Want to know what Free to Pursue thinks about The Minimalists' book "Everything That Remains"?
I gave the book a 4.5 out of 5 Rockstar rating.
Joshua Fields Millburn and Ryan Nicodemus's memoir takes the reader on a journey from their early days to the present as each, in their own way, went about building the life they thought they wanted: getting the right job, marrying the right girl, buying the right house, car and stuff--only to find out that the life they built for themselves wasn't at all what they wanted. It might have looked like the perfect life to others, but inside they were broken, empty vessels. They'd lost themselves by spending too much time looking from the outside in instead of the inside out.
Want to know what Free to Pursue thinks about Dave Ramsey's book "The Total Money Makeover"?
I gave the book a 4 out of 5 Rockstar rating.
Ramsey's TTMM offers a no-nonsense approach to household money management, but some of the author's tenets seem overly prescriptive. That said, I would say that anyone who has debt and is looking for the motivation and the system to help them pay it off is not likely to be disappointed.
I came across this image on Social Media (see top right) while attending FinCon16 in SanDiego this past September. I mentioned it to my roommate and long-time friend Michelle and we had a good discussion at that time about the power of having a Gratitude (aka "Happiness") Jar, including her sharing with me her personal experience with the daily exercise.
That discussion stayed with me and, upon my return to Winnipeg, I went on the hunt for my very own Gratitude Jar (see bottom right). Unfortunately, my interest quickly faded and I did not maintain the activity past the first few weeks.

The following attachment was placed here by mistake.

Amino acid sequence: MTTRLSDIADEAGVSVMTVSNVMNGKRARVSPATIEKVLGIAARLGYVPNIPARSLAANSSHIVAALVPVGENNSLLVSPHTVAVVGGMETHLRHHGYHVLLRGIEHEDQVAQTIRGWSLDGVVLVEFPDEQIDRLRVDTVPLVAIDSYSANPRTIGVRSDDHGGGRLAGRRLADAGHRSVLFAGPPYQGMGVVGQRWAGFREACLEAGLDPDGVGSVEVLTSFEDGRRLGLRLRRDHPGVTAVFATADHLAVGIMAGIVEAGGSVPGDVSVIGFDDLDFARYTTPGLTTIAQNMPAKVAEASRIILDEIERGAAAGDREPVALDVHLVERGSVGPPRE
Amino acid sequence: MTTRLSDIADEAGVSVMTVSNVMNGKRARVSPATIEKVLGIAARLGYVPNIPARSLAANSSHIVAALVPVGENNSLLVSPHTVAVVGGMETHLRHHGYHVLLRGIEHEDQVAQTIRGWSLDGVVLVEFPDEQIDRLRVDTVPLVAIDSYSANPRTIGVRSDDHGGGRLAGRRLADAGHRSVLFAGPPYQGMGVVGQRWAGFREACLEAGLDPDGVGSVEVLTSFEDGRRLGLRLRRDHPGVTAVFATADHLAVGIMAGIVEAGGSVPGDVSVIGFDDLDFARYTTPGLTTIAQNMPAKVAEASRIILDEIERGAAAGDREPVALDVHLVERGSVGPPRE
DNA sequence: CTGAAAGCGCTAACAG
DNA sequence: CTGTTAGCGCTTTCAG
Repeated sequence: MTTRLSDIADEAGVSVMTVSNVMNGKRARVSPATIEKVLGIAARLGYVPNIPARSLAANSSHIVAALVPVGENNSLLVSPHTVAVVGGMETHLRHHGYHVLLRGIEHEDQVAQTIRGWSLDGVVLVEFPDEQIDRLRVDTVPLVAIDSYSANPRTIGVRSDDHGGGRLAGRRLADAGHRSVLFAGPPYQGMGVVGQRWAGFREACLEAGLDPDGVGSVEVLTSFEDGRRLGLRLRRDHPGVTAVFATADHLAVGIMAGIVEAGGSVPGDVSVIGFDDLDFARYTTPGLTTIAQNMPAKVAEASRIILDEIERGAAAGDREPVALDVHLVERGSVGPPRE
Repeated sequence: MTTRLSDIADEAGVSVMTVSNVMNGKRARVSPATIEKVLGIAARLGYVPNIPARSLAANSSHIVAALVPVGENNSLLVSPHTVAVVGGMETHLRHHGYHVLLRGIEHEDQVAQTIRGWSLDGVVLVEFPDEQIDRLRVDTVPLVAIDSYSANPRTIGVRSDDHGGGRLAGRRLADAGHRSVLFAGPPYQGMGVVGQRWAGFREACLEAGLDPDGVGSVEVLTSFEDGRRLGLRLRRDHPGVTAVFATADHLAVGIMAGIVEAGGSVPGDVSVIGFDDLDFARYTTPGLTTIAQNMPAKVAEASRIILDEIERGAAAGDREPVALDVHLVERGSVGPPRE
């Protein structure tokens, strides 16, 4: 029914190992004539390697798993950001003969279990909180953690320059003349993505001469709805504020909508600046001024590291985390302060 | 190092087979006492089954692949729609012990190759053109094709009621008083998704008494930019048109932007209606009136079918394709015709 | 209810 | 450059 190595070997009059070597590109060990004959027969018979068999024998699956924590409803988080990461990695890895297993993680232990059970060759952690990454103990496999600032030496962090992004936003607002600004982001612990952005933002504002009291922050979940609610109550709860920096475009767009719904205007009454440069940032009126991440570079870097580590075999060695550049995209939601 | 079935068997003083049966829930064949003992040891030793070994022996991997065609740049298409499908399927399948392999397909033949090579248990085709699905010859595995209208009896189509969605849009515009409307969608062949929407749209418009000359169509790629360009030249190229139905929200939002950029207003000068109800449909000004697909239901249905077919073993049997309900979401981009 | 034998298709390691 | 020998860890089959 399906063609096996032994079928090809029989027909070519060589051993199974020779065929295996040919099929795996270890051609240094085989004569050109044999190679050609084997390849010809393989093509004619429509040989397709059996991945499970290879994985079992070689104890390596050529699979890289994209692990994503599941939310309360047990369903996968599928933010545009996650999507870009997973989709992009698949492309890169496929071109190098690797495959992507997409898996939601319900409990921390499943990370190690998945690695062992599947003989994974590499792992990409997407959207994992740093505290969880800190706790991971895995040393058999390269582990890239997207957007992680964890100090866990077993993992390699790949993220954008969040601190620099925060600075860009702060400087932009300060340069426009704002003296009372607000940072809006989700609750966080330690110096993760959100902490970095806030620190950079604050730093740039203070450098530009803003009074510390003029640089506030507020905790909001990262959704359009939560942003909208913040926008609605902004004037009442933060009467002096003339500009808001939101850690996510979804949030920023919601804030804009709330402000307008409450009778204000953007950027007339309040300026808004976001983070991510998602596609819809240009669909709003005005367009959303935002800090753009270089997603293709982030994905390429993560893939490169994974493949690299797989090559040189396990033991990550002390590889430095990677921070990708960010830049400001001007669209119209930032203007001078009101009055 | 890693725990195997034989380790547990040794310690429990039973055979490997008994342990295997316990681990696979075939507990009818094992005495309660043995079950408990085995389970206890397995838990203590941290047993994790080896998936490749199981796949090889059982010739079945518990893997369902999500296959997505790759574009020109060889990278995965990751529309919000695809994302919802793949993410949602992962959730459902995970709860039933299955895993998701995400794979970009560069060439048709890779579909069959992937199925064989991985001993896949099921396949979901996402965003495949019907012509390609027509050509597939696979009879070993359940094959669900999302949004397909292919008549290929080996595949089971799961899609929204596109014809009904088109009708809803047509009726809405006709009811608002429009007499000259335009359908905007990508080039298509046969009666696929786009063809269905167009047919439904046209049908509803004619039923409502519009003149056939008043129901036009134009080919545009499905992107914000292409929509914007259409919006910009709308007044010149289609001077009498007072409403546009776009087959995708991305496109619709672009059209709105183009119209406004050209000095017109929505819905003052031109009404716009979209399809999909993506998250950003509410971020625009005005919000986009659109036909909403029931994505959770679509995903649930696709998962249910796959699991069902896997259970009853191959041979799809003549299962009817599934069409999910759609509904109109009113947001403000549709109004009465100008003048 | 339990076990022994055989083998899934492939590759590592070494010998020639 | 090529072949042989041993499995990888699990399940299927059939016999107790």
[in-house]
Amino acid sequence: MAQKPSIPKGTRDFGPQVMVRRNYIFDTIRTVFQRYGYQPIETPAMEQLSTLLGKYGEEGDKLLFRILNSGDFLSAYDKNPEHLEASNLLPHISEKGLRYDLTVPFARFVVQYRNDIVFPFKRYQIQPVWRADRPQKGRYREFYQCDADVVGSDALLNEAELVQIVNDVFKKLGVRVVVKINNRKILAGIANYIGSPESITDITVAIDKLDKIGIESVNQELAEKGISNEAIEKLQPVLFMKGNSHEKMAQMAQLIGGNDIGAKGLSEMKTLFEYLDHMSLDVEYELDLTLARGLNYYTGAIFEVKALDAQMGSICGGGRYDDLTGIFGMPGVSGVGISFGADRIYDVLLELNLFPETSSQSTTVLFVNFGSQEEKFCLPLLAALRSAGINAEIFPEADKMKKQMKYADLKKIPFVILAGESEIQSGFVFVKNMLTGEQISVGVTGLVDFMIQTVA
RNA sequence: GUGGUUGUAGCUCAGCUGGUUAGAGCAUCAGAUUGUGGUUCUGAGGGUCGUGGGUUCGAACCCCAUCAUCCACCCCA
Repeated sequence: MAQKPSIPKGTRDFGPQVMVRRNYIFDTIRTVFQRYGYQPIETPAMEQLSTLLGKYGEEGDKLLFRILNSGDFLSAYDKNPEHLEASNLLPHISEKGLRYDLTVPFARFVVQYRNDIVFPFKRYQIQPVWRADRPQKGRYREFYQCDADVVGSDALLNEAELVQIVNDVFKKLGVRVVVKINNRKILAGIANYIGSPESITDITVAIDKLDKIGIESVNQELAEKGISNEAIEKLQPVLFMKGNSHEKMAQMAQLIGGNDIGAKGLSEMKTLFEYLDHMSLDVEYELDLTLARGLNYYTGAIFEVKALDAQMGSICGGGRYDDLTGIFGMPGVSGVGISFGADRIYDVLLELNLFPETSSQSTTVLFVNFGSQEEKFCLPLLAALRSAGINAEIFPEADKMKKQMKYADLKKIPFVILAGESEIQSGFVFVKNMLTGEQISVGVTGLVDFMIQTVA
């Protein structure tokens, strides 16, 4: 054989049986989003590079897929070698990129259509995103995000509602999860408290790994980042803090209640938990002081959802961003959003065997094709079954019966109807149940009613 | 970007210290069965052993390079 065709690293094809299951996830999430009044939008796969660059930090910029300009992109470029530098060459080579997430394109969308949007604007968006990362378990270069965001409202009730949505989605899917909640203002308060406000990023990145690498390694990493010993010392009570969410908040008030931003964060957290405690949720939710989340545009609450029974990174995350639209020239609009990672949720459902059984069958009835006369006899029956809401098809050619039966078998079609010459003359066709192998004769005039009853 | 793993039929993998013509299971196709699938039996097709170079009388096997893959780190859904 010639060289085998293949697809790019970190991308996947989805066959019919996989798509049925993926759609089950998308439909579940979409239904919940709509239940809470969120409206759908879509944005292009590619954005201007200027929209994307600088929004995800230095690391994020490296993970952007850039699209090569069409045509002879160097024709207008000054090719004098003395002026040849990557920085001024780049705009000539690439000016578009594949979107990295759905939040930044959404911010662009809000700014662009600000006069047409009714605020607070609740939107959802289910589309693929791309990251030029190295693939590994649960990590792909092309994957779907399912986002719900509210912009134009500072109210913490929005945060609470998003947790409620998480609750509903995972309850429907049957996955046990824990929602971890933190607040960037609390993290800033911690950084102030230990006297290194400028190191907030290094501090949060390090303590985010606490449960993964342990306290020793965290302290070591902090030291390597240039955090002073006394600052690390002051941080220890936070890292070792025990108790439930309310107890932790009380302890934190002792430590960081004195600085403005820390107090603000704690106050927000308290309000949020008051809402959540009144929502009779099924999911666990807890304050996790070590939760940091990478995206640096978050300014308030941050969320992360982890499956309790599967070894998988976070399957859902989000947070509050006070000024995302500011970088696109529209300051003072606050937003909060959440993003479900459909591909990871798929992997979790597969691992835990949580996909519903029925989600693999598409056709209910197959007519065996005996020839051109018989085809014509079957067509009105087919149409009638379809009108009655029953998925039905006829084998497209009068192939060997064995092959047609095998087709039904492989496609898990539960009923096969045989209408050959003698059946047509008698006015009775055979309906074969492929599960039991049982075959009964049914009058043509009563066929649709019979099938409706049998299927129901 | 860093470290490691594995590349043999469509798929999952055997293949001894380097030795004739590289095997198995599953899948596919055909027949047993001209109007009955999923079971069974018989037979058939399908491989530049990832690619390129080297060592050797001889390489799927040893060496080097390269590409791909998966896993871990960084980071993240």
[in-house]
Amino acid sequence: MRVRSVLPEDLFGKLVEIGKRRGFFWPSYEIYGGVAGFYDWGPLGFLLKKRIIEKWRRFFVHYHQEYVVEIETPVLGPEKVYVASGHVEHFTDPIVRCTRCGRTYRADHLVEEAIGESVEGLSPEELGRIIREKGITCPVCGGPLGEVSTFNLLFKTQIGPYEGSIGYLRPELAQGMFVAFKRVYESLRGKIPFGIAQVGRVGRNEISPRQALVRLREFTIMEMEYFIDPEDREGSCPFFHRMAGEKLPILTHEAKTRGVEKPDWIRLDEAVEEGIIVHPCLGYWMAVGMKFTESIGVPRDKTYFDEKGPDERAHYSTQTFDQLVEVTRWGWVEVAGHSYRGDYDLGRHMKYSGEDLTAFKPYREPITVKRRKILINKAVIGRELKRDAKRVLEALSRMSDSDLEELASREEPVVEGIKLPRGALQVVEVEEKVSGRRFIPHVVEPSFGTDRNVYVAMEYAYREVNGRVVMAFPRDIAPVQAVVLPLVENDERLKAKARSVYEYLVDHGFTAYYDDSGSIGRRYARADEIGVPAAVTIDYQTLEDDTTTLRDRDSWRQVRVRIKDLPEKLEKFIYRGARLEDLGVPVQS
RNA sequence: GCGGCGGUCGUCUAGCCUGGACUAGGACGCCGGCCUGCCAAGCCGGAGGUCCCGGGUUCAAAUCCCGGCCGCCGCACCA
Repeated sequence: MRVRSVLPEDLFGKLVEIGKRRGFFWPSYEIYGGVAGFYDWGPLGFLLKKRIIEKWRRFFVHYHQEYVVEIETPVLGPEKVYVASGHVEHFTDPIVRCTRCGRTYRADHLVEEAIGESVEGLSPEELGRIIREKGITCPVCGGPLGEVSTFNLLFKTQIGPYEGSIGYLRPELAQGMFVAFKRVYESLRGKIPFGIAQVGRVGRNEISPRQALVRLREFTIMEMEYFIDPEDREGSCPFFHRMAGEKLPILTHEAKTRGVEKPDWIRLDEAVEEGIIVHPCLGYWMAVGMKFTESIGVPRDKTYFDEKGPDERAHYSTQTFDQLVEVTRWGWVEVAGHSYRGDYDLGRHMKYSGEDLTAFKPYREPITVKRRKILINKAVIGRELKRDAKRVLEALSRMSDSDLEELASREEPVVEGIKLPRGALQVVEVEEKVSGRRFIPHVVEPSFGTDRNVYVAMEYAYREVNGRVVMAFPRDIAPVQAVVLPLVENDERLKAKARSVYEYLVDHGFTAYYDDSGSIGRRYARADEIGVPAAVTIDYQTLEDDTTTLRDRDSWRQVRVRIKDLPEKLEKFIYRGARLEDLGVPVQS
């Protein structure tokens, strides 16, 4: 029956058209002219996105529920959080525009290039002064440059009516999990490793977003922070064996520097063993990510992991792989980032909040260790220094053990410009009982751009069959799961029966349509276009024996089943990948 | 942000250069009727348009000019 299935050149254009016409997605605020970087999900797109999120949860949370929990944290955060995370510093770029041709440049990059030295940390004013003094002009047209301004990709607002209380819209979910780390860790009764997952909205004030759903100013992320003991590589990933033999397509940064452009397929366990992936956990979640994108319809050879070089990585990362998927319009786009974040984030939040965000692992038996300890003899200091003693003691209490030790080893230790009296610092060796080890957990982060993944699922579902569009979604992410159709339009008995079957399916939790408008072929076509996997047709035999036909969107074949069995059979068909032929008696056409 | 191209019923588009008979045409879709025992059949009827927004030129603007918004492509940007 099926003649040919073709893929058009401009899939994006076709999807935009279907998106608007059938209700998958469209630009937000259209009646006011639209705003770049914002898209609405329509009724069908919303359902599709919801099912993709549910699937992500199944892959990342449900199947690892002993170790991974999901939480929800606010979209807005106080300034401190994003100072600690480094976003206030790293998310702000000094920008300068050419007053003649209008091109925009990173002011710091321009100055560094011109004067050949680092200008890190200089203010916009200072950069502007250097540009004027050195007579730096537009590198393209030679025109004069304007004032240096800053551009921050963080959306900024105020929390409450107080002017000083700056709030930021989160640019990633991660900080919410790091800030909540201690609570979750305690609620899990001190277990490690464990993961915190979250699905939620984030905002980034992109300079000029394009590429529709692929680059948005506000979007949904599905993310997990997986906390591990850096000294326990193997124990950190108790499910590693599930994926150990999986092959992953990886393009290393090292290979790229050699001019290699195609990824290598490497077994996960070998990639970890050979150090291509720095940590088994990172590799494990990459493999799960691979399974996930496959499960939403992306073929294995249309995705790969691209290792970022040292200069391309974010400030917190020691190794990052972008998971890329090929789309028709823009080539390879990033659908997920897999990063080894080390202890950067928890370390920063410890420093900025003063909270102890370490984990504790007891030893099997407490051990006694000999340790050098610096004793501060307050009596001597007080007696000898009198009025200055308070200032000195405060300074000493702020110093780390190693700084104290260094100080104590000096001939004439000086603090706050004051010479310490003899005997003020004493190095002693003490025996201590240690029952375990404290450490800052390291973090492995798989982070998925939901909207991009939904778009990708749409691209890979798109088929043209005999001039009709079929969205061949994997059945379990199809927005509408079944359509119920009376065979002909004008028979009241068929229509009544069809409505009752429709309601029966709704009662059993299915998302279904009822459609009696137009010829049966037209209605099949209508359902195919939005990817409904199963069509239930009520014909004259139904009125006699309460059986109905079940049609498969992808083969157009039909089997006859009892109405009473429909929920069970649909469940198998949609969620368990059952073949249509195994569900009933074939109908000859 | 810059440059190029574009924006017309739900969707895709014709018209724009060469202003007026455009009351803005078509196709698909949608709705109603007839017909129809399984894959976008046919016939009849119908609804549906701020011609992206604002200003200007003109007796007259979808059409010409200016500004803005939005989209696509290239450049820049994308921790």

It was a talk I gave at a Christmas party in mid-December that reawakened my interest in it.
There are very different ways of interpreting that question.
I was rereading the book Your Money Or Your Life recently, and two of its passages brought me back to my mid-twenties:
"Other people’s expectations don’t make you buy stuff. TV does not make you buy stuff. Your thoughts make you buy stuff. Watch those suckers. They’re dangerous to your pocketbook—and to a lot more." - p. 194.
"'Quality of life' often goes down as “'standard of living' goes up. There is a peak to the Fulfillment Curve—spending more after you’ve reached the peak will bring less fulfillment." - p. 300.
“Why bother?” is a question that saddens me every time I hear it. It’s usually in response to another person sharing their efforts in learning a process, task or about a subject that interests them.
The question is rooted in a belief that has permeated our society like a cancer. That belief is that the only reason we should do something is in order to reach a desired outcome, something "worthwhile". And, that for some reason the process we use to get there is irrelevant, the only relevant measure being whether or not it can be achieved efficiently.
By thinking this way, WE MISS THE WHOLE POINT OF LEARNING!
I'm ignorant, and I'm OK with that. But it doesn't mean that I don't try to be a little less so every day.
Our knowledge, skills, abilities and experience are tested all day long, with every decision we make and in every conversation we have with others. Well, they are tested, unless we tend to do the same things every day/week/month, thereby exposing ourselves to the same type of information and the same types of conversations over and over again with the same people (like the movie Groundhog Day, which I’ve written about here).
As I first hinted in my previous blog post, I'm making changes to Free to Pursue by adding a new Books section to the site that goes beyond offering quotes from, and links to, books I've read and the occasional book-specific post on this, the main blog.